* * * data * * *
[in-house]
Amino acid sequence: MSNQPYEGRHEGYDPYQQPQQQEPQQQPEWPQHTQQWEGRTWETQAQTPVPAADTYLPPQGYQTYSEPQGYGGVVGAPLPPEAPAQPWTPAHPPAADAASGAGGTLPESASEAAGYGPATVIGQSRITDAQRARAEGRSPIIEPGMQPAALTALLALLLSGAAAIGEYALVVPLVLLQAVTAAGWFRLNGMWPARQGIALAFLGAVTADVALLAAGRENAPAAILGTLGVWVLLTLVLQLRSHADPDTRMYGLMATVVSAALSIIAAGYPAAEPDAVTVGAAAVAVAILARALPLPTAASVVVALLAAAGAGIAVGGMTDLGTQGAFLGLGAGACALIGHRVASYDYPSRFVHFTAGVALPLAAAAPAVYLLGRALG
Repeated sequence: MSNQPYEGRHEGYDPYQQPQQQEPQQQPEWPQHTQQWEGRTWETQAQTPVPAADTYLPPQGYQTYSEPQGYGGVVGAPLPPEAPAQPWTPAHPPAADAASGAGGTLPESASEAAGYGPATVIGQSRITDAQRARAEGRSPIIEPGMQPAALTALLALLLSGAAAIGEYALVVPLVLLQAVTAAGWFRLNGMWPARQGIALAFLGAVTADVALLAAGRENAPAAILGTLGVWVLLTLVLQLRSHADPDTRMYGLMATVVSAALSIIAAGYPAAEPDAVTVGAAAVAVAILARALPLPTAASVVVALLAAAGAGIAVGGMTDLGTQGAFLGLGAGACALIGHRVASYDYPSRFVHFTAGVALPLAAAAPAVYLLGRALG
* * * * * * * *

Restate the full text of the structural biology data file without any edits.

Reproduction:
[in-house]
Amino acid sequence: MSNQPYEGRHEGYDPYQQPQQQEPQQQPEWPQHTQQWEGRTWETQAQTPVPAADTYLPPQGYQTYSEPQGYGGVVGAPLPPEAPAQPWTPAHPPAADAASGAGGTLPESASEAAGYGPATVIGQSRITDAQRARAEGRSPIIEPGMQPAALTALLALLLSGAAAIGEYALVVPLVLLQAVTAAGWFRLNGMWPARQGIALAFLGAVTADVALLAAGRENAPAAILGTLGVWVLLTLVLQLRSHADPDTRMYGLMATVVSAALSIIAAGYPAAEPDAVTVGAAAVAVAILARALPLPTAASVVVALLAAAGAGIAVGGMTDLGTQGAFLGLGAGACALIGHRVASYDYPSRFVHFTAGVALPLAAAAPAVYLLGRALG
Repeated sequence: MSNQPYEGRHEGYDPYQQPQQQEPQQQPEWPQHTQQWEGRTWETQAQTPVPAADTYLPPQGYQTYSEPQGYGGVVGAPLPPEAPAQPWTPAHPPAADAASGAGGTLPESASEAAGYGPATVIGQSRITDAQRARAEGRSPIIEPGMQPAALTALLALLLSGAAAIGEYALVVPLVLLQAVTAAGWFRLNGMWPARQGIALAFLGAVTADVALLAAGRENAPAAILGTLGVWVLLTLVLQLRSHADPDTRMYGLMATVVSAALSIIAAGYPAAEPDAVTVGAAAVAVAILARALPLPTAASVVVALLAAAGAGIAVGGMTDLGTQGAFLGLGAGACALIGHRVASYDYPSRFVHFTAGVALPLAAAAPAVYLLGRALG